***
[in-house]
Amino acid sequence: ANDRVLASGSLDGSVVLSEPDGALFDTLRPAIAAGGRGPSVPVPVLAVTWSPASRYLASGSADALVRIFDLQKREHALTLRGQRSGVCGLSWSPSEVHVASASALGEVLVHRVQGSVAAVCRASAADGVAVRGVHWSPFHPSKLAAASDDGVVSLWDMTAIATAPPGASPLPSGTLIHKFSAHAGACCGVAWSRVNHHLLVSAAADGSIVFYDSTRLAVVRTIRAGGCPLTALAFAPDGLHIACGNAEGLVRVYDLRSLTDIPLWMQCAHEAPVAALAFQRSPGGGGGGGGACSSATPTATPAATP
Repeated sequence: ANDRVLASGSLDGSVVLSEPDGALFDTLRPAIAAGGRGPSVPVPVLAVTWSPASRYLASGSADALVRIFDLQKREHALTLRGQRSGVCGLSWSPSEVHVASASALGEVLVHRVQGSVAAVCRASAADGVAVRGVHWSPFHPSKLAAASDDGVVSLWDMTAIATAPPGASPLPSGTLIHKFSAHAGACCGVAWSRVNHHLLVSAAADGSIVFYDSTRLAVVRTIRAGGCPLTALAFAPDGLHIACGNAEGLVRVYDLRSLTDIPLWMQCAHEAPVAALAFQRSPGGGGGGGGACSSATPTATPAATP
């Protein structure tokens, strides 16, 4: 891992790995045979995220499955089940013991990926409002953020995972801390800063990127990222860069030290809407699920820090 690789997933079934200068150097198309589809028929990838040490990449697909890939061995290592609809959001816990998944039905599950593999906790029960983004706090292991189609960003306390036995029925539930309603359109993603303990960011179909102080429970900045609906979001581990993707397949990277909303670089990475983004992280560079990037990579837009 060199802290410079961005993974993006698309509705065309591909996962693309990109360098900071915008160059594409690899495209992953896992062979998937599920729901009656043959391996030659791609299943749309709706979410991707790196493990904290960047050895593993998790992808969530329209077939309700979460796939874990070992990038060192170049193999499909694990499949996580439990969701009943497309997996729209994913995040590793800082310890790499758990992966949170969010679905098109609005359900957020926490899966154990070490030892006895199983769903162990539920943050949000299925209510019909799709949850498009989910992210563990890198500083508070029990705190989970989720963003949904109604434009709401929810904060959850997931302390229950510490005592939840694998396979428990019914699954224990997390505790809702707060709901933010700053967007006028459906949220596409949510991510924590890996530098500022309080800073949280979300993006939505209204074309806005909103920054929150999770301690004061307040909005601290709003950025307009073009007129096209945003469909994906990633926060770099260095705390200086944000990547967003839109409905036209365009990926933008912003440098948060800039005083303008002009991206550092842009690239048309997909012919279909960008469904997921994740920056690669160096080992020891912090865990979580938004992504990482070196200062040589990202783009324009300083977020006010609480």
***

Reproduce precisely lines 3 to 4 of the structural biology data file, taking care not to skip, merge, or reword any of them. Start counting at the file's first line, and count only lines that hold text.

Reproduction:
Repeated sequence: ANDRVLASGSLDGSVVLSEPDGALFDTLRPAIAAGGRGPSVPVPVLAVTWSPASRYLASGSADALVRIFDLQKREHALTLRGQRSGVCGLSWSPSEVHVASASALGEVLVHRVQGSVAAVCRASAADGVAVRGVHWSPFHPSKLAAASDDGVVSLWDMTAIATAPPGASPLPSGTLIHKFSAHAGACCGVAWSRVNHHLLVSAAADGSIVFYDSTRLAVVRTIRAGGCPLTALAFAPDGLHIACGNAEGLVRVYDLRSLTDIPLWMQCAHEAPVAALAFQRSPGGGGGGGGACSSATPTATPAATP
């Protein structure tokens, strides 16, 4: 891992790995045979995220499955089940013991990926409002953020995972801390800063990127990222860069030290809407699920820090 690789997933079934200068150097198309589809028929990838040490990449697909890939061995290592609809959001816990998944039905599950593999906790029960983004706090292991189609960003306390036995029925539930309603359109993603303990960011179909102080429970900045609906979001581990993707397949990277909303670089990475983004992280560079990037990579837009 060199802290410079961005993974993006698309509705065309591909996962693309990109360098900071915008160059594409690899495209992953896992062979998937599920729901009656043959391996030659791609299943749309709706979410991707790196493990904290960047050895593993998790992808969530329209077939309700979460796939874990070992990038060192170049193999499909694990499949996580439990969701009943497309997996729209994913995040590793800082310890790499758990992966949170969010679905098109609005359900957020926490899966154990070490030892006895199983769903162990539920943050949000299925209510019909799709949850498009989910992210563990890198500083508070029990705190989970989720963003949904109604434009709401929810904060959850997931302390229950510490005592939840694998396979428990019914699954224990997390505790809702707060709901933010700053967007006028459906949220596409949510991510924590890996530098500022309080800073949280979300993006939505209204074309806005909103920054929150999770301690004061307040909005601290709003950025307009073009007129096209945003469909994906990633926060770099260095705390200086944000990547967003839109409905036209365009990926933008912003440098948060800039005083303008002009991206550092842009690239048309997909012919279909960008469904997921994740920056690669160096080992020891912090865990979580938004992504990482070196200062040589990202783009324009300083977020006010609480």